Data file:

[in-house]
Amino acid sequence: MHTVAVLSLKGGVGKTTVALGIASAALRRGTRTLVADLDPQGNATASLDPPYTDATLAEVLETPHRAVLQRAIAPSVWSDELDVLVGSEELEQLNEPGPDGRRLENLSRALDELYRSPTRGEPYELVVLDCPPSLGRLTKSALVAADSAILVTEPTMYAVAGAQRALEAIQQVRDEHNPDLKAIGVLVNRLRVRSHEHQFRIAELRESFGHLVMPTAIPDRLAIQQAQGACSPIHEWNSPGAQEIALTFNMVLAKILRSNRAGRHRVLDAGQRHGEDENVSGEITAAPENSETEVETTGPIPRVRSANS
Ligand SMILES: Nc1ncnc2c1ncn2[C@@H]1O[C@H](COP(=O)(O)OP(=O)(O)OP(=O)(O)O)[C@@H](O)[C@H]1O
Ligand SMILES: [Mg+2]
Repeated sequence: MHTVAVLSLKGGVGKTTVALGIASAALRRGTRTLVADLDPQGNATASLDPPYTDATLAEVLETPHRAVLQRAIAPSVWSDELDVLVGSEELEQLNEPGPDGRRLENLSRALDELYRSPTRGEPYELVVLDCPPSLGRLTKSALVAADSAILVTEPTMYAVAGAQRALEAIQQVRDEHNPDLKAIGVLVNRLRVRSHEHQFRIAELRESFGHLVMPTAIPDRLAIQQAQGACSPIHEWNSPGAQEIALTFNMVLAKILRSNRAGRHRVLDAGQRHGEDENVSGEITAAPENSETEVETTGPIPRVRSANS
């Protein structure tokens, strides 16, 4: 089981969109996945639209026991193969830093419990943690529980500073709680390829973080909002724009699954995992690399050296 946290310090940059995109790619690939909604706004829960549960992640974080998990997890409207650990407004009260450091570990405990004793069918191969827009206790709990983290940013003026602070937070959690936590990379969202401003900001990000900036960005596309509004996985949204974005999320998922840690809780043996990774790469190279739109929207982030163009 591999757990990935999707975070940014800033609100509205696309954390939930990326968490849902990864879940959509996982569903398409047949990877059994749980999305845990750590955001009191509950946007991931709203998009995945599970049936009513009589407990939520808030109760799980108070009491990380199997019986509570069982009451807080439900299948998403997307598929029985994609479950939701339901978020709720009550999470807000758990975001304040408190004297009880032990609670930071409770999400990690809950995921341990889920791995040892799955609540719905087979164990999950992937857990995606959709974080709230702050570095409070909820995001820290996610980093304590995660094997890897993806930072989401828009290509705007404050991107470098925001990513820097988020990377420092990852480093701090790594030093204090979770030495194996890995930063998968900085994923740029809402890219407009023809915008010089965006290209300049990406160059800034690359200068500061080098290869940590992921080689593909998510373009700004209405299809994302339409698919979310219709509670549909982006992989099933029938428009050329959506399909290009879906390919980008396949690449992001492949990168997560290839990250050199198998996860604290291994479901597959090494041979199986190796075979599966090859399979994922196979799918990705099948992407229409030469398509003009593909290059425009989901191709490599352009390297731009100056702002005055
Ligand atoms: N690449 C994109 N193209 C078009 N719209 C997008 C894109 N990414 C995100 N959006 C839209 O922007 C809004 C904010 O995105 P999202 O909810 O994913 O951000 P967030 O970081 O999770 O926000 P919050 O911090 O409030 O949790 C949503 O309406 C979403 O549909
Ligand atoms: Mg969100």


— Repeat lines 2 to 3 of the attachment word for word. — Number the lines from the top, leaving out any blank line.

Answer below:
Amino acid sequence: MHTVAVLSLKGGVGKTTVALGIASAALRRGTRTLVADLDPQGNATASLDPPYTDATLAEVLETPHRAVLQRAIAPSVWSDELDVLVGSEELEQLNEPGPDGRRLENLSRALDELYRSPTRGEPYELVVLDCPPSLGRLTKSALVAADSAILVTEPTMYAVAGAQRALEAIQQVRDEHNPDLKAIGVLVNRLRVRSHEHQFRIAELRESFGHLVMPTAIPDRLAIQQAQGACSPIHEWNSPGAQEIALTFNMVLAKILRSNRAGRHRVLDAGQRHGEDENVSGEITAAPENSETEVETTGPIPRVRSANS
Ligand SMILES: Nc1ncnc2c1ncn2[C@@H]1O[C@H](COP(=O)(O)OP(=O)(O)OP(=O)(O)O)[C@@H](O)[C@H]1O